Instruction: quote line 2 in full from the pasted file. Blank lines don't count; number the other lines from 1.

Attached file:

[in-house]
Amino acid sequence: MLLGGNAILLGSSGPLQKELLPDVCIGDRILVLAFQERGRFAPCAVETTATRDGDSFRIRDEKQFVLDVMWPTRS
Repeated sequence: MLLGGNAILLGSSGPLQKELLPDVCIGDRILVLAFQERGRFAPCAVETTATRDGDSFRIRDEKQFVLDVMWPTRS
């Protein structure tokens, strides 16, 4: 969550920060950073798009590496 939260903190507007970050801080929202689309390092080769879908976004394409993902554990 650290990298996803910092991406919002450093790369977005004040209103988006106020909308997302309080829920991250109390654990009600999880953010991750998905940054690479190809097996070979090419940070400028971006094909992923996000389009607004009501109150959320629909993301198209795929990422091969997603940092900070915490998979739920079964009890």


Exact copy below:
Amino acid sequence: MLLGGNAILLGSSGPLQKELLPDVCIGDRILVLAFQERGRFAPCAVETTATRDGDSFRIRDEKQFVLDVMWPTRS